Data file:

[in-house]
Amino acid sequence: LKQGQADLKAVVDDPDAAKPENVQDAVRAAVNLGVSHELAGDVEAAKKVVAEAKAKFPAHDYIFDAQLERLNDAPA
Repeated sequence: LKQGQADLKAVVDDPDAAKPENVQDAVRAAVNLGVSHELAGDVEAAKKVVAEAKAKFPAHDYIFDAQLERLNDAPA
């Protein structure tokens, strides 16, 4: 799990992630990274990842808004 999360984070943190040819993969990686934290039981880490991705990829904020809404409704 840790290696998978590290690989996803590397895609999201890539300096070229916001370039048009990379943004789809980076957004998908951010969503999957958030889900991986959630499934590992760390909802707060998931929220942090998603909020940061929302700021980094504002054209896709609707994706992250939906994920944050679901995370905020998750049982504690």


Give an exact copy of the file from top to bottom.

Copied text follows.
[in-house]
Amino acid sequence: LKQGQADLKAVVDDPDAAKPENVQDAVRAAVNLGVSHELAGDVEAAKKVVAEAKAKFPAHDYIFDAQLERLNDAPA
Repeated sequence: LKQGQADLKAVVDDPDAAKPENVQDAVRAAVNLGVSHELAGDVEAAKKVVAEAKAKFPAHDYIFDAQLERLNDAPA
């Protein structure tokens, strides 16, 4: 799990992630990274990842808004 999360984070943190040819993969990686934290039981880490991705990829904020809404409704 840790290696998978590290690989996803590397895609999201890539300096070229916001370039048009990379943004789809980076957004998908951010969503999957958030889900991986959630499934590992760390909802707060998931929220942090998603909020940061929302700021980094504002054209896709609707994706992250939906994920944050679901995370905020998750049982504690």